Most of the data is collected on the daily, weekly and monthly basis. However, many commodities experience seasonal shifts in supply and demand that are not actually reflected in the reported prices. In general, flat price trends across a crop suggest that the true price levels are not being reflected due to either the non-representative samples or the mis-quoted prices. The methods for averaging prices over time are also flawed because of the non-monitoring of quantities being sold in various markets' at various times.
Private sector functions: The functions performed by the private sector in the food and fibre system are enumerated and specified in brief as under:
1. Production: Production of agricultural commodities is a private activity. It benefits from public investments in supporting infrastructure and services but responds directly to investments in farm capital.
Agricultural technology introduced so far seems to have reached a plateau. Further increases in production will probably be not so fast and easy as public policies and investment programmes attempt to secure a much wider adoption of the proven technological packages. It will also be useful to improving the technological package. The present package is characterized by tractors, cultivators, tubewells, plant protection and improved seed supported by relatively stable prices. This has served usefully in the case of four major crops (wheat, rice, cotton and sugarcane) but the gap between potential and actual achievements is still wide.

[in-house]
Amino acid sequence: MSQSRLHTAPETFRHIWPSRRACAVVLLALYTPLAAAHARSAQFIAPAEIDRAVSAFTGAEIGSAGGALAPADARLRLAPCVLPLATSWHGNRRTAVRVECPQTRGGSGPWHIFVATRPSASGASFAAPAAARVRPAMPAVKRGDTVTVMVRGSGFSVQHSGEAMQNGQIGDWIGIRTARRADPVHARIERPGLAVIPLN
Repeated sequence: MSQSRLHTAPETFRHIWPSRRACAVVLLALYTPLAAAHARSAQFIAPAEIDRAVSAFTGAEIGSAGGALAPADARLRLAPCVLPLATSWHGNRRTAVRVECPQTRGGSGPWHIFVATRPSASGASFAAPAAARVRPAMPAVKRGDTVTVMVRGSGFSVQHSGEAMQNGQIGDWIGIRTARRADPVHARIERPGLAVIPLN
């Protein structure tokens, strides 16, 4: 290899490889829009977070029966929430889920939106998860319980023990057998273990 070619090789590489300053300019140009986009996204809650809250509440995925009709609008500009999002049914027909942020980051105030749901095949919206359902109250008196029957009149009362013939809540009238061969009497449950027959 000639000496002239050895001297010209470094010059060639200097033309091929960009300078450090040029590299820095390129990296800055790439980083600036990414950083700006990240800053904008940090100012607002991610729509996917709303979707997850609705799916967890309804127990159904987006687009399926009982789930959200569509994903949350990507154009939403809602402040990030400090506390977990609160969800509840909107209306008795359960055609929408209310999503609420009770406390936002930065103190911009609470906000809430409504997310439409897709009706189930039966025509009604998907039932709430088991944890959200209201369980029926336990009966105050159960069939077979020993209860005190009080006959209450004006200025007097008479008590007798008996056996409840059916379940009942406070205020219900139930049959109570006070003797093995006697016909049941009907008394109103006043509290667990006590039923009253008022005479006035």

The private sector plays a very important role in providing various agricultural inputs. About 30 per cent of the fertilizer is manufactured in private sector. The importance of a sound seed programme capable of supplying quality seed to the farmers cannot be over-emphasized. Despite its vital importance, the percentage of improved quality seed in the total is pretty low.